Paranoid thought of the day: Scalia dies, unions win big

Yeah, I know. Crazy. But when I see stuff like this:

The impact of the death of the conservative supreme court justice Antonin Scalia on the political sway of the nation was laid bare on Tuesday when the eight surviving justices held each other to a draw over an attempt to gut the power of public sector unions.

Looks healthy to ME...

Looks healthy to ME…

By dividing evenly 4-4, the country’s highest judicial panel averted a major blow to unions representing government workers and teachers. The split leaves in place a lower appeals court ruling that allows unions to continue to collect mandatory dues from workers covered by collective bargaining even though those workers refuse to join the union.

The supreme court issued a one-page ruling that gave no clue as to its thinking other to note that the “judgment is affirmed by an equally divided court”. But there was little doubt that the outcome underlined the seismic shift that has occurred in the US as a result of Scalia’s death last month.

In oral arguments in January, Scalia made it plain that he was minded to vote to overturn the 1977 ruling, Abood v Detroit Board of Education, that allows unions to collect fees from non-members in order to carry out collective bargaining on their behalf. Had he done so, the supreme court would have divided by the 5-4 conservative-to-liberal dynamic that was dominant until Scalia’s death….

… I couldn’t help wondering: We’re sure Scalia died of natural causes, right?

Sure, I’m embarrassed to express such a thought out loud. I mean, these unions represent teachers, and nice government workers like the ones I’m always defending from Doug.

But still: Where’s Jimmy Hoffa?

8 thoughts on “Paranoid thought of the day: Scalia dies, unions win big

  1. Bill

    Legal scholar Robert Post years ago offered his deconstruction of Scalia’s judicial ”philosophy“ – which was shown to have been an empty vessel, little more than an intellectual pose (thinly) cloaking an urge to “legislate from the bench” in a manner that accorded as much as possible with Scalia’s own essentially conservative juridical predilections:

    And here’s Lawrence Tribe’s examination of Scalia’s often self-contradictory and sometimes “perverse” reading of the Constitution:

    1. Bart

      “I see him, with great respect, as a worthy adversary—but an adversary all the same—…..” quote from Tribe’s piece. The other referenced piece by Robert Post is also an opinion piece, coming from another of Scalia’s adversaries. Therefore, what we have is a clash of ideas each predicated on personal opinion and each seeking others to justify their positions when presenting a dissenting point of view. Even Scalia admitted that the Constitution is not always static per the Post piece. But, his raison d’etre and legal background that to me was far superior to either Post or Tribe, was that the Constitution was for the most part, static and not a living, evolving document that could or should be changed simply because society changed. His interpretation was that the Constitution stood the test of time even when society changed and needed to have guiding principles that did not change. Even Scalia understood that freedom of speech had certain limitations, i.e., yelling “fire” in a crowded room or theater is not freedom of speech.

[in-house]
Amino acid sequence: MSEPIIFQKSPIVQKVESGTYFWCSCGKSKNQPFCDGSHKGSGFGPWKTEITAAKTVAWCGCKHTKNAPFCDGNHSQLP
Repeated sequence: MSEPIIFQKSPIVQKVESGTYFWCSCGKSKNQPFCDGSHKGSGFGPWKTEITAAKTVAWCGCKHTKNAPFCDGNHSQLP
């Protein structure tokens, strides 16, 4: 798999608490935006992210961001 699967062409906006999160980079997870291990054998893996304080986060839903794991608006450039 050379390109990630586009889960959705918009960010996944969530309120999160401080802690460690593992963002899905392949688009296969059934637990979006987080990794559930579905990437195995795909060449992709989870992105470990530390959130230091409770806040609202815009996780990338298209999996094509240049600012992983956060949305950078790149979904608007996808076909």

There was no deconstruction of Scalia unless one’s personal opinion and ideological positions are diametrically opposed to Scalia’s. Then one will heartily agree with anything written that supports their strongly held position. Nothing wrong with that except when one will not admit it.

      1. Bill

        Yeah, well I reckon there are some who probably saw Justice Taney as the towering legal mind of his age. But I expect that in a hundred years’ time, Justice Scalia will be little more than a footnote, not the Constitutional authority that conservatives make him out to be now.

        Oh, and just by the way, neither of these articles are “opinion pieces.” They’re lengthy and closely reasoned analyses of Scalia’s judicial “philosophy.”

        1. Bart

          They are lengthy and closely reasoned analyses of Scalia’s judicial “philosophy” based on the opinions of Tribe and Post whether you agree or not. They did the same thing any attorney will do, find precedent to support their position. Nothing new at all. Scalia was a conservative, Tribe and Post are liberals, they have different ideological and political philosophies. End of story.

    2. Barry

      Wow- big news- two attorneys with different political views believe Scalia was wrong more often than not.

      Where did this shocking revelation come from?

  2. Burl Burlingame

    The Newspaper Guild also stepped up and saved my newspaper when Gannett wanted to illegally kill it.

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